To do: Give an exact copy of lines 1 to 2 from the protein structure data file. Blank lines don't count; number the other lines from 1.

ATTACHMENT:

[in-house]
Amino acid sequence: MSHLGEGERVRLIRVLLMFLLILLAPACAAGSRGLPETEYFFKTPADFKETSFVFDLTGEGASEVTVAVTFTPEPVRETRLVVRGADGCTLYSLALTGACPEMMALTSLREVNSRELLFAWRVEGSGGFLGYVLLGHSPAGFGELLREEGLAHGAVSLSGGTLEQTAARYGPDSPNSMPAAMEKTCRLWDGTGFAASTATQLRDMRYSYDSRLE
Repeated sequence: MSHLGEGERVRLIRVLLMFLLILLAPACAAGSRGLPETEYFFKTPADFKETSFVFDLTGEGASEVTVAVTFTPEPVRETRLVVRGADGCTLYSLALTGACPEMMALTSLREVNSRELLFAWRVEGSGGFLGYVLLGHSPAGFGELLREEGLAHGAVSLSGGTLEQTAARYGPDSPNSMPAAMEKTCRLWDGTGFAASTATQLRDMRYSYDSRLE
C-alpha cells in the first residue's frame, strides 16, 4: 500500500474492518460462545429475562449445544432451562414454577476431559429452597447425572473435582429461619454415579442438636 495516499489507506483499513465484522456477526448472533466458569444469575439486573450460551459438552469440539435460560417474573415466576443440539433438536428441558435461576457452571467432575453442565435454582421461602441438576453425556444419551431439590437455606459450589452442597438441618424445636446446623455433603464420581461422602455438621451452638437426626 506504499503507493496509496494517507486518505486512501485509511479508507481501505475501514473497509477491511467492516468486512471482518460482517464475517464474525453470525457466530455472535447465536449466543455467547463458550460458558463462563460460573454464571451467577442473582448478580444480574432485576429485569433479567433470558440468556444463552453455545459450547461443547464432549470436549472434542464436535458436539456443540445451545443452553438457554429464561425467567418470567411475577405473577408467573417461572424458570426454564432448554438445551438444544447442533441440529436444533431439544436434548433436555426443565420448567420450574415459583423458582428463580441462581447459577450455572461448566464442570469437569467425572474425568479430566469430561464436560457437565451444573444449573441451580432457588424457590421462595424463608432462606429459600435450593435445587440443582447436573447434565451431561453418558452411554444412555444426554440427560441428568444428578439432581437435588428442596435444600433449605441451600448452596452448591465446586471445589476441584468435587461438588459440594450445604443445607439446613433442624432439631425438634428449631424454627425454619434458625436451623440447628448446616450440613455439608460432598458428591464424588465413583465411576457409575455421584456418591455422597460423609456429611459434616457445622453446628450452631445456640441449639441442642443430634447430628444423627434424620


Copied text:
[in-house]
Amino acid sequence: MSHLGEGERVRLIRVLLMFLLILLAPACAAGSRGLPETEYFFKTPADFKETSFVFDLTGEGASEVTVAVTFTPEPVRETRLVVRGADGCTLYSLALTGACPEMMALTSLREVNSRELLFAWRVEGSGGFLGYVLLGHSPAGFGELLREEGLAHGAVSLSGGTLEQTAARYGPDSPNSMPAAMEKTCRLWDGTGFAASTATQLRDMRYSYDSRLE